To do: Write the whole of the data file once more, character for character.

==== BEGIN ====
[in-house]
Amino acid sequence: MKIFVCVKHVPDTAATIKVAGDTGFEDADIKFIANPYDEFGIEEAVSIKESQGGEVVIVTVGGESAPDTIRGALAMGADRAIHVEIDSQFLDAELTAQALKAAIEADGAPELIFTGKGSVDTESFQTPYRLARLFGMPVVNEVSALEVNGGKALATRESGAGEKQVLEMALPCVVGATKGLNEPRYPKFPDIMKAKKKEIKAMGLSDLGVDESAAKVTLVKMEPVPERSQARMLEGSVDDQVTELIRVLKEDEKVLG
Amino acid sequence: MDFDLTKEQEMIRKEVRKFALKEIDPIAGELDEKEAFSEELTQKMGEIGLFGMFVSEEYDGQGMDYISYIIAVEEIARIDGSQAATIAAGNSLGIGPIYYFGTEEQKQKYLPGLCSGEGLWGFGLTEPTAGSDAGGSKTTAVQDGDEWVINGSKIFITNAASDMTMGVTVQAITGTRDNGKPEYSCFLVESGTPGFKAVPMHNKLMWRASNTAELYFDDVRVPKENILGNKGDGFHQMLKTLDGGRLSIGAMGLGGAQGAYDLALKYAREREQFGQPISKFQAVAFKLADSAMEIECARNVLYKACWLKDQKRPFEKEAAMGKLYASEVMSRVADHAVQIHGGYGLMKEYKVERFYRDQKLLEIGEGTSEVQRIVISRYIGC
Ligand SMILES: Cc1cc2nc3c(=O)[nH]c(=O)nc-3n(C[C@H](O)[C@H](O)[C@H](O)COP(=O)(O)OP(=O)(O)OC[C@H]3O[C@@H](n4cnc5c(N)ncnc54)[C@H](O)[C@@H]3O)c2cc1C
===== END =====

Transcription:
[in-house]
Amino acid sequence: MKIFVCVKHVPDTAATIKVAGDTGFEDADIKFIANPYDEFGIEEAVSIKESQGGEVVIVTVGGESAPDTIRGALAMGADRAIHVEIDSQFLDAELTAQALKAAIEADGAPELIFTGKGSVDTESFQTPYRLARLFGMPVVNEVSALEVNGGKALATRESGAGEKQVLEMALPCVVGATKGLNEPRYPKFPDIMKAKKKEIKAMGLSDLGVDESAAKVTLVKMEPVPERSQARMLEGSVDDQVTELIRVLKEDEKVLG
Amino acid sequence: MDFDLTKEQEMIRKEVRKFALKEIDPIAGELDEKEAFSEELTQKMGEIGLFGMFVSEEYDGQGMDYISYIIAVEEIARIDGSQAATIAAGNSLGIGPIYYFGTEEQKQKYLPGLCSGEGLWGFGLTEPTAGSDAGGSKTTAVQDGDEWVINGSKIFITNAASDMTMGVTVQAITGTRDNGKPEYSCFLVESGTPGFKAVPMHNKLMWRASNTAELYFDDVRVPKENILGNKGDGFHQMLKTLDGGRLSIGAMGLGGAQGAYDLALKYAREREQFGQPISKFQAVAFKLADSAMEIECARNVLYKACWLKDQKRPFEKEAAMGKLYASEVMSRVADHAVQIHGGYGLMKEYKVERFYRDQKLLEIGEGTSEVQRIVISRYIGC
Ligand SMILES: Cc1cc2nc3c(=O)[nH]c(=O)nc-3n(C[C@H](O)[C@H](O)[C@H](O)COP(=O)(O)OP(=O)(O)OC[C@H]3O[C@@H](n4cnc5c(N)ncnc54)[C@H](O)[C@@H]3O)c2cc1C